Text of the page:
While I’m known to be a fan of Resident Evil games, this particular entry was something that I never expected. Resident Evil VII takes two steps back in a good way. The game brings in everything that fans loved about the older games – with a twist. The game is played in a First-Person Perspective and it was a brilliant alteration, to say the least. Is Resident Evil VII the ultimate survival horror experience though? Let’s find out.
Survival Horror to the Core
What made the original trilogy (Resident Evil 1, 2, and 3 for you young’uns) so good was the feeling of helplessness. Ammo was scarce, and enemies encountered for the first time were terrifying. VII kicks things up a notch by suffocating you in first-person. And all the while, it creates the best-damned atmosphere -in any genre- in recent years.
See, the thing about The Baker’s residence in Louisiana, is that it looks so real that you could almost smell every nook and cranny. The enemies look grotesque, as they always have, but this time they have this life-like appeal to them. My favorite part about Resident Evil VII are the Bakers themselves.
This motley crew of a dysfunctional family retains some of their humanity. Although, to be fair, they’re twisted to a sadistic, even primal, mindset. See, this is what makes everything scarier. Because every single named enemy in the game is someone that could actually exist in real life.
I have never felt this cornered and helpless in my life of playing video games.
I’ve played most of the hard ones to completion (Shin Megami Tensei IV, anyone?). And I’ve even managed to beat the original Resident Evil titles using only a knife. So yeah, I know all about tough games. VII on the other hand, does not allow me that confidence as it is an entirely new experience. And one that I welcomed with open arms.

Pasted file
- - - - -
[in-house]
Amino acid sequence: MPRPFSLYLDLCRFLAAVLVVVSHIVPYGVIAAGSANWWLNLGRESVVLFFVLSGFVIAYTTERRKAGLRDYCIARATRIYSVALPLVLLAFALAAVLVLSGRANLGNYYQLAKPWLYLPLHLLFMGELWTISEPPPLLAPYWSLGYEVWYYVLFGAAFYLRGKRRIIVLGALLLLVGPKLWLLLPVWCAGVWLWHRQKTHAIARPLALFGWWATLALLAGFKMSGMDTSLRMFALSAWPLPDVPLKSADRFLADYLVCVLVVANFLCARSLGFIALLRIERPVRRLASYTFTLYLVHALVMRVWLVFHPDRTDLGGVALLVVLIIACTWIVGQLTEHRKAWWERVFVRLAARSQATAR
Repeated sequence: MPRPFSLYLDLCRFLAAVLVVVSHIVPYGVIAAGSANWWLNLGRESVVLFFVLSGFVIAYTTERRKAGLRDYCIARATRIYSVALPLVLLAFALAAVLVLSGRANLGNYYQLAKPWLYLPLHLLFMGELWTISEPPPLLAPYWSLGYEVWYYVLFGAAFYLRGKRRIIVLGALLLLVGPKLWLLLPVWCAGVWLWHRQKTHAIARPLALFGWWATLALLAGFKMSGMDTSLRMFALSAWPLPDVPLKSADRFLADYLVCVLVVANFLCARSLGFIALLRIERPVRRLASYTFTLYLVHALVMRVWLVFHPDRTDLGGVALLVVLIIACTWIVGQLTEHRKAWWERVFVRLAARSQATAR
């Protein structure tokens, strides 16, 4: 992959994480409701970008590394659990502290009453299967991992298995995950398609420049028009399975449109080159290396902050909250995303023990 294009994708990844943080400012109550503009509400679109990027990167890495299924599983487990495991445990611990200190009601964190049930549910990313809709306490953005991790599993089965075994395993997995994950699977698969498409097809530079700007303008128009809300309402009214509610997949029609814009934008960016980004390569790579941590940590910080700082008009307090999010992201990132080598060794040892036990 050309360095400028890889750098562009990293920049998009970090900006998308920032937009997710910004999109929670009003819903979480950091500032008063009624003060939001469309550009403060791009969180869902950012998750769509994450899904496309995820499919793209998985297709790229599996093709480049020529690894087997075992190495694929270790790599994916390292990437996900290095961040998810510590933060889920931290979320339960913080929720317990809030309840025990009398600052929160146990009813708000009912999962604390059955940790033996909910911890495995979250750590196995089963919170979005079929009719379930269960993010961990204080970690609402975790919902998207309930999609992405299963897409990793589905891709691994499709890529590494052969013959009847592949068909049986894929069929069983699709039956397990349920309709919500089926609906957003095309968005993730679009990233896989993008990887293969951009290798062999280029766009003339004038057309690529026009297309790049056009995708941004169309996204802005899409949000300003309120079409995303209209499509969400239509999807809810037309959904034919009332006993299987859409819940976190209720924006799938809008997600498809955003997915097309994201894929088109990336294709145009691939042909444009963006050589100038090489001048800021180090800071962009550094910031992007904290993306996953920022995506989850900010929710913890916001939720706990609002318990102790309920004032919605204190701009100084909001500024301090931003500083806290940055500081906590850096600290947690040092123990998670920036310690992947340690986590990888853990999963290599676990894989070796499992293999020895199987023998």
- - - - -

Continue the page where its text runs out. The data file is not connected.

The best part about VII is the atmosphere, and the way the enemies were designed. It makes everything feel so realistic that I sometimes had to pause the game just to catch a breath. I’ve talked to some people who played the game exclusively on VR and all of them have said that VII is best experienced with a headset. All of the tension and fear that you would feel playing on a large television? It’s amplified with the PSVR, making the game even more suffocating.
(Full Disclosure: I will not be including the VR aspect of the game as I have yet to experience it for myself.)
Sights and Sounds
I’ve said numerous times that it was the atmosphere that best influenced VII. Everything about the game is eerie, from the scratching on the walls to the occasional footsteps. And this, in my opinion, is a very good thing because it makes the game all that much scarier.
That’s the goal in the first place anyway – to scare the living crap out of the players. During your first playthrough, unless you’re some hardcore battle hardened super soldier, I guarantee that you will genuinely be disturbed by how surreal the game is.
I’d also like to praise the character designs, as most of them look great. One could even argue that they look realistic enough to pose as real people. I’ve seen some of the motion capture actors and they definitely resemble their characters. Well, save for a few creative retouches here and there.
I’d also like to strongly criticize though, how poorly the generic “regenerator-esque” enemies looked. There are basically 3 varieties: Crawlers, Regular Ones and Fatties. “The Molded” (basic monsters -ed) are some of the laziest designs I’ve seen in recent years. Honestly, Capcom could have done better.
The various locales in the game, however, look astonishingly real. I like how the mansion really felt moldy too. So much so, that I felt like I could almost smell the walls. It’s disgustingly great.
Controls and Gameplay
If you’ve ever played Resident Evil 4, 5 or 6, then you will find yourself completely at home with RE VII’s control scheme. If not, that’s fine too as the controls are fairly simple enough to pick up in a few seconds or so. Though, if anything needs some getting used to, it’s the new blocking system.
Back when Resident Evil 3 was first released, Capcom came up with a revolutionary new “dodge” mechanic that people didn’t really get. Luckily, Resident Evil VII overcame that hurdle by creating a new system that’s easy to pick up, but familiar enough to entice Resident Evil veterans to give it a try.